Viewpoint: ‘Chickenpox parties’ aren’t just unnecessary—they’re incredibly dangerous

3-24-2019 emma morton
Image credit: Frances Klein

Kentucky Governor Matt Bevin made headlines [March 19] after revealing in a radio interview that he had purposefully exposed his nine unvaccinated children to chickenpox, drawing swift condemnation from health experts.

In case anyone needs a refresher on why you shouldn’t deprive children of safe, potentially lifesaving vaccines or purposefully expose them to serious, potentially life-threatening infections, here’s a quick rundown.


Complications include nasty skin infections, pneumonia, brain inflammation, hemorrhaging, blood stream infections, and dehydration.


Of course, nearly all of this can be avoided because…

There are vaccines for this

The chickenpox vaccine—aka varicella vaccine—debuted in the US in 1995. It’s safe and highly effective. Two doses of it is up to 98 percent effective at preventing all forms of chickenpox.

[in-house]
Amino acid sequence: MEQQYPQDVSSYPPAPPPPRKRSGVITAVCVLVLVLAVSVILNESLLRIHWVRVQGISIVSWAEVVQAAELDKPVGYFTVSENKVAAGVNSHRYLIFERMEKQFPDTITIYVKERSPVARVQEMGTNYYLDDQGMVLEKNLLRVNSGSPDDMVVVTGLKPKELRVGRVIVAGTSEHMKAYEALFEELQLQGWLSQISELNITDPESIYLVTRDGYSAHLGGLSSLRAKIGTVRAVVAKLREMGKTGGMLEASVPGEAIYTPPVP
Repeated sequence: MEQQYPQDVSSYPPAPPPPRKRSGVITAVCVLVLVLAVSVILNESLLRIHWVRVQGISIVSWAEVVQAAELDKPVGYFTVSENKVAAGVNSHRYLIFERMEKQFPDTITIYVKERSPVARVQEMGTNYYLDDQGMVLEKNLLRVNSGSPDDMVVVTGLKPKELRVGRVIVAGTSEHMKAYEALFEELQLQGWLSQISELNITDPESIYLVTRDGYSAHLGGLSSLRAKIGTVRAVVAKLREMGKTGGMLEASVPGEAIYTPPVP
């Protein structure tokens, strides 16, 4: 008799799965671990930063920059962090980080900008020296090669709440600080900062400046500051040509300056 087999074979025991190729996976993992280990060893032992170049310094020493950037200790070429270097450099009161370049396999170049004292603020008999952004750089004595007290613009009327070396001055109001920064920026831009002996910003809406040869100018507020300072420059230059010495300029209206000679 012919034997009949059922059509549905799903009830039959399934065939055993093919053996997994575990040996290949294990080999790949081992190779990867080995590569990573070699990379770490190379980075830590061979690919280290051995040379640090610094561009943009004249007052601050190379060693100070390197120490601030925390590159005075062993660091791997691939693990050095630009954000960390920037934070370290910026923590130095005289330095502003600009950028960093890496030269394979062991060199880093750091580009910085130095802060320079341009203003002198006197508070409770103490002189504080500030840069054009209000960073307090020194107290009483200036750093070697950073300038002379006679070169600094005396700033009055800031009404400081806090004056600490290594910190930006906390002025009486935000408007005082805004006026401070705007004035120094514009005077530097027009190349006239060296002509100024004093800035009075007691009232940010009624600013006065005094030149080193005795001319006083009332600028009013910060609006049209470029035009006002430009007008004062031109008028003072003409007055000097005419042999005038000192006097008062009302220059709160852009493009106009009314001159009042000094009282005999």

Related article:  Your blood type may influence your vulnerability to stomach flu

This should make “chickenpox parties” obsolete, if not just dangerous

Vaccination protects vulnerable people, including those with who can’t get vaccines due to medical conditions or those who are immunocompromised. Even if the kids at the parties go on to have mild cases and fully recover—as was the case for Gov. Bevin’s children—the parties can keep the virus circulating.


Read full, original post: Why “chickenpox parties” are a terrible idea—in case it’s not obvious

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